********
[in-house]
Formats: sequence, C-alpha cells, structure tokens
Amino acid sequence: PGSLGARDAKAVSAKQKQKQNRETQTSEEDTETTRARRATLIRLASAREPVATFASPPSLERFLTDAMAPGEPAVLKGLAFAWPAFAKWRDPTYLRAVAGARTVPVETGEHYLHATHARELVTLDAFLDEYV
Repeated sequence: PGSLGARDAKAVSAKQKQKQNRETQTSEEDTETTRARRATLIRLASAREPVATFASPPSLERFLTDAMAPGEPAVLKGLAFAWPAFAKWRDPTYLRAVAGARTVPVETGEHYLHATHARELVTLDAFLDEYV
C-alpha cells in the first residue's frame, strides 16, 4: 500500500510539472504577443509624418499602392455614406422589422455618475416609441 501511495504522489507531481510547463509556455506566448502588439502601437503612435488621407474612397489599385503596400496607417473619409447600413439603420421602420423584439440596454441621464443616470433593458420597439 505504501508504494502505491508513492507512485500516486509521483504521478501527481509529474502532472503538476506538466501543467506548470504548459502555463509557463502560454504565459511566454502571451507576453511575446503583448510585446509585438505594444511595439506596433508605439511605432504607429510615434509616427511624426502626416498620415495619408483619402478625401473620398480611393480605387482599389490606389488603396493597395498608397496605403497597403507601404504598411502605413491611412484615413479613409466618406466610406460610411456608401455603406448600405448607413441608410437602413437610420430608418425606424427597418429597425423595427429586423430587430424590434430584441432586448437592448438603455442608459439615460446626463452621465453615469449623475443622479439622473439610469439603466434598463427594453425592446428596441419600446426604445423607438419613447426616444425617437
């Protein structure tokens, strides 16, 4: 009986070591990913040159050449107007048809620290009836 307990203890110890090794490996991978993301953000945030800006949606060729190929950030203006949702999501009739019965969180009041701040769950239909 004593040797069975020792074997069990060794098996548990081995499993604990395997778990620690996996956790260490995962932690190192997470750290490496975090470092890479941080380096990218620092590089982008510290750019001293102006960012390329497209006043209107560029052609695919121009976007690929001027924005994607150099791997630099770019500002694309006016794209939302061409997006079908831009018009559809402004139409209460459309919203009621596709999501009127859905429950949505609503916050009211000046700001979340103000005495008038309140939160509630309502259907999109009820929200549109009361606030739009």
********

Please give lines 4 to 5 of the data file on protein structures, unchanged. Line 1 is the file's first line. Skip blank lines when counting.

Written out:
Repeated sequence: PGSLGARDAKAVSAKQKQKQNRETQTSEEDTETTRARRATLIRLASAREPVATFASPPSLERFLTDAMAPGEPAVLKGLAFAWPAFAKWRDPTYLRAVAGARTVPVETGEHYLHATHARELVTLDAFLDEYV
C-alpha cells in the first residue's frame, strides 16, 4: 500500500510539472504577443509624418499602392455614406422589422455618475416609441 501511495504522489507531481510547463509556455506566448502588439502601437503612435488621407474612397489599385503596400496607417473619409447600413439603420421602420423584439440596454441621464443616470433593458420597439 505504501508504494502505491508513492507512485500516486509521483504521478501527481509529474502532472503538476506538466501543467506548470504548459502555463509557463502560454504565459511566454502571451507576453511575446503583448510585446509585438505594444511595439506596433508605439511605432504607429510615434509616427511624426502626416498620415495619408483619402478625401473620398480611393480605387482599389490606389488603396493597395498608397496605403497597403507601404504598411502605413491611412484615413479613409466618406466610406460610411456608401455603406448600405448607413441608410437602413437610420430608418425606424427597418429597425423595427429586423430587430424590434430584441432586448437592448438603455442608459439615460446626463452621465453615469449623475443622479439622473439610469439603466434598463427594453425592446428596441419600446426604445423607438419613447426616444425617437